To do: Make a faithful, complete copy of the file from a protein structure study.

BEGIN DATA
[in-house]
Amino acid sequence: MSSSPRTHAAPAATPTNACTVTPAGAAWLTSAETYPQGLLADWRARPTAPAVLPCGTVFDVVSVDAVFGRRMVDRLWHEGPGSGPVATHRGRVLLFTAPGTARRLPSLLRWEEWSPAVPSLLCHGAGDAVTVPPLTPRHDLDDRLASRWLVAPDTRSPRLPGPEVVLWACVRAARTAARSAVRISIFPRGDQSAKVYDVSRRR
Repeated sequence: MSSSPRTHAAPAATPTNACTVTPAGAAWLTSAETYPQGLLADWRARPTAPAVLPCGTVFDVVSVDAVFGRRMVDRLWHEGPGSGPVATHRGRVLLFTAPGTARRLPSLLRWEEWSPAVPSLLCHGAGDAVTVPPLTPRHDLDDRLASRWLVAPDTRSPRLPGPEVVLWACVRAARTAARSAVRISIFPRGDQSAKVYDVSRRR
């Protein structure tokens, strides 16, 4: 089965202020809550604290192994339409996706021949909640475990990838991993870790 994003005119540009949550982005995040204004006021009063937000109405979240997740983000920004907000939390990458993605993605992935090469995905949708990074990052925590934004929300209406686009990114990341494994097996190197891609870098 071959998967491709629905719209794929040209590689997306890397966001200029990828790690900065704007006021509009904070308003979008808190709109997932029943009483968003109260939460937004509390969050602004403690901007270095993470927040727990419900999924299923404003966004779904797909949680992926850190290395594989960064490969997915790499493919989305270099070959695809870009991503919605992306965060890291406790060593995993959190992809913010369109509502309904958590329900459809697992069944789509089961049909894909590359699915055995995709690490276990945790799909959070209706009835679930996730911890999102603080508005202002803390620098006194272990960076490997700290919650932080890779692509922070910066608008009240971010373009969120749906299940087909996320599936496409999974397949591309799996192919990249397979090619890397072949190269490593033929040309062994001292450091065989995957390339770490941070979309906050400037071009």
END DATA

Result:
[in-house]
Amino acid sequence: MSSSPRTHAAPAATPTNACTVTPAGAAWLTSAETYPQGLLADWRARPTAPAVLPCGTVFDVVSVDAVFGRRMVDRLWHEGPGSGPVATHRGRVLLFTAPGTARRLPSLLRWEEWSPAVPSLLCHGAGDAVTVPPLTPRHDLDDRLASRWLVAPDTRSPRLPGPEVVLWACVRAARTAARSAVRISIFPRGDQSAKVYDVSRRR
Repeated sequence: MSSSPRTHAAPAATPTNACTVTPAGAAWLTSAETYPQGLLADWRARPTAPAVLPCGTVFDVVSVDAVFGRRMVDRLWHEGPGSGPVATHRGRVLLFTAPGTARRLPSLLRWEEWSPAVPSLLCHGAGDAVTVPPLTPRHDLDDRLASRWLVAPDTRSPRLPGPEVVLWACVRAARTAARSAVRISIFPRGDQSAKVYDVSRRR
């Protein structure tokens, strides 16, 4: 089965202020809550604290192994339409996706021949909640475990990838991993870790 994003005119540009949550982005995040204004006021009063937000109405979240997740983000920004907000939390990458993605993605992935090469995905949708990074990052925590934004929300209406686009990114990341494994097996190197891609870098 071959998967491709629905719209794929040209590689997306890397966001200029990828790690900065704007006021509009904070308003979008808190709109997932029943009483968003109260939460937004509390969050602004403690901007270095993470927040727990419900999924299923404003966004779904797909949680992926850190290395594989960064490969997915790499493919989305270099070959695809870009991503919605992306965060890291406790060593995993959190992809913010369109509502309904958590329900459809697992069944789509089961049909894909590359699915055995995709690490276990945790799909959070209706009835679930996730911890999102603080508005202002803390620098006194272990960076490997700290919650932080890779692509922070910066608008009240971010373009969120749906299940087909996320599936496409999974397949591309799996192919990249397979090619890397072949190269490593033929040309062994001292450091065989995957390339770490941070979309906050400037071009």